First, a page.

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Tax Season

6 Tips for Mastering your Taxes

Active accountant checking receipts in her office

Even though the United States Treasury Department and Internal Revenue Service recently announced that this year’s tax filing due date will be automatically extended from April 15, 2020, to July 15, 2020, due to the impacts of COVID-19, it will still be here before you know it. You may not be ready to file your return just yet, but that doesn't mean you shouldn't start thinking about your taxes. Here are a few things you can do to prepare.

1. Make a list of all your income sources.

These days, almost everyone has a side hustle. Whether your side hustle is a small business, a part-time gig, or contract work, you will need to pay taxes on the money you earn. You can prepare for tax season by making a list of all of your income sources. Then, make sure you have proof of income from each of those sources. For a job, this would be a W-2. For a contract position, you'll generally be issued a 1099. If you run your own small business, a profit and loss sheet is a good choice.

2. Collect and organize your receipts.

Hopefully, you've been collecting your receipts for anything that could be considered a work expense. One of the best tax tips to follow is to organize these receipts by category before tax season arrives. This way, you and your accountant can easily figure out how much you can deduct.

3. Find a tax prep service.

Unless you have a formal educational background in accounting, it really is best to hire someone else to file your taxes. Tax prep professionals can save you an arm and a leg by finding credits and deductions you may not have realized you qualify for. They also usually offer free support if you happen to be audited.

If you have a really simple return, such as if you are single and have income from only one job, you can probably get by using tax prep software. But research your options, and don't be afraid to pay a little more for professional tax prep if you find yourself uncertain whether you're using the software correctly.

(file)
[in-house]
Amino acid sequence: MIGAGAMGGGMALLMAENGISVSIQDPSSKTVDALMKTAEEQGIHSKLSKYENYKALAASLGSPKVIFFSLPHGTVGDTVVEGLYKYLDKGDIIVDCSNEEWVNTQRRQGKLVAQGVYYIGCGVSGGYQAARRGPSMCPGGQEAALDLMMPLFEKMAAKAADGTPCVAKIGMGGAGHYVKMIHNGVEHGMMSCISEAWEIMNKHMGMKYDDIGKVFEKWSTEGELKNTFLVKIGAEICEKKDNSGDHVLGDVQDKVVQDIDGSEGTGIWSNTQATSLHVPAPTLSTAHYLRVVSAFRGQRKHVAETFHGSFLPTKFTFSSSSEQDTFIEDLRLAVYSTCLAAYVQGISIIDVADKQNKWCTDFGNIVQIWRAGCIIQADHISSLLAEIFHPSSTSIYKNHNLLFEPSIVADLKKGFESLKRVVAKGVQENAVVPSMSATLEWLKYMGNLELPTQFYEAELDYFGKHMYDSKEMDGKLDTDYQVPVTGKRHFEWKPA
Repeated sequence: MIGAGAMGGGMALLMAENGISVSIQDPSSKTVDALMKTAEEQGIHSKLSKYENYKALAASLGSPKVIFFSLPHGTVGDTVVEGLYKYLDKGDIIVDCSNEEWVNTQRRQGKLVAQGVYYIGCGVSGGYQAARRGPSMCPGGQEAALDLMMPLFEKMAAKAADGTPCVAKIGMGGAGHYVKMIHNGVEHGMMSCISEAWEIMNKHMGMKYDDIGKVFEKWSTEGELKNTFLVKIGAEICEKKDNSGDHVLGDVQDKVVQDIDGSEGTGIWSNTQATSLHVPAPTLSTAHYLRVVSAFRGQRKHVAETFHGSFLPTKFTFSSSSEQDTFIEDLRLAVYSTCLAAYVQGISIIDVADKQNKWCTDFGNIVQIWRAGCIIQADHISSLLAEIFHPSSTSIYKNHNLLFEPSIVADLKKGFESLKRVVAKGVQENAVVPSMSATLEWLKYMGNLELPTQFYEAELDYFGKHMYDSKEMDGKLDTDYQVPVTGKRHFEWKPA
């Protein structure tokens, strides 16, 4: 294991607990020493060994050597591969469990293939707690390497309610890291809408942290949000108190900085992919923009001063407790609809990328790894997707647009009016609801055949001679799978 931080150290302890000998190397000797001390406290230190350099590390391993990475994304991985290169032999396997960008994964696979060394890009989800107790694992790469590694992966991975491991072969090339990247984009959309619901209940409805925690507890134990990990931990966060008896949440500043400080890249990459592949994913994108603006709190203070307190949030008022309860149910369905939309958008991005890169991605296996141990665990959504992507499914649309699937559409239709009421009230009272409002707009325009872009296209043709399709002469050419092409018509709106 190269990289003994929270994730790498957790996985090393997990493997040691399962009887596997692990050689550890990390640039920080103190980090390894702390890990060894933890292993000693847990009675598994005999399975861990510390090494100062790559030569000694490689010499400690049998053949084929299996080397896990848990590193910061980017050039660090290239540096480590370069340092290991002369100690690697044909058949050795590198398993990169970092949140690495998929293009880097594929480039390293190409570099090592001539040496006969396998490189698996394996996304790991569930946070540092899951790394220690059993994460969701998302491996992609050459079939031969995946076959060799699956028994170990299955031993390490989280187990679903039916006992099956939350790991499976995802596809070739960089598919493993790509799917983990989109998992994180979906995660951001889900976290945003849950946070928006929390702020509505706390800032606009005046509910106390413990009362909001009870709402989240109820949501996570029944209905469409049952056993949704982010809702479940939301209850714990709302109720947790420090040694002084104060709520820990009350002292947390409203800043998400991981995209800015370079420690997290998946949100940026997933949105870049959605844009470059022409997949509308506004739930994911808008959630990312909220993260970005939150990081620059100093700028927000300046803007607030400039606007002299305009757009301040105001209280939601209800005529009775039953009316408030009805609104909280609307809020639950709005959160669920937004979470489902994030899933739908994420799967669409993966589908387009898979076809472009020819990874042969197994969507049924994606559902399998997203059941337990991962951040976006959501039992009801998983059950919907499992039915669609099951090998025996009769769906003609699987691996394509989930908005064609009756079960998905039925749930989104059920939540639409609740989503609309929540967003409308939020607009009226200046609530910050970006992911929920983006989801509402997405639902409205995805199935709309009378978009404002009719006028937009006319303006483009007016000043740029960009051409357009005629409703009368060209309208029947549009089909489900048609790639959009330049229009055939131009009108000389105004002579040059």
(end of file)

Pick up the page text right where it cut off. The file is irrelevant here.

4. Gather mortgage and property tax payment records.

If you own a home, take a minute to gather records showing how much you paid towards your mortgage and property tax for the year. Make sure the records show how much you paid towards your mortgage principal versus interest, since sometimes interest payments are deductible. Money paid towards property taxes is also tax-deductible.

5. Record your charitable donations.

Did you make any charitable donations in the previous year? One of the best tax tips is to gather records of these donations, since you can deduct them on your taxes. If the donations were monetary, you can deduct the total amount you donated. If you donated items to charity, you can use this IRS publication to determine their value. (If you hire an accountant to do your taxes, you should be able to provide them with a list of items you donated; they can compute the value.)

6. Gather proof of retirement contributions.

Make sure you print out records showing how much you contributed to various retirement funds. If you contributed to a SEP or traditional IRA, your contributions are tax-deductible up to a certain amount. If you made withdrawals from a retirement account, that is also something your tax preparer will need a record of.

Tax season can feel stressful, but if you follow the tax tips above, it does not have to be. Spend some time gathering your paperwork and documents, so that when you meet with your tax preparation team, things go smoothly. 

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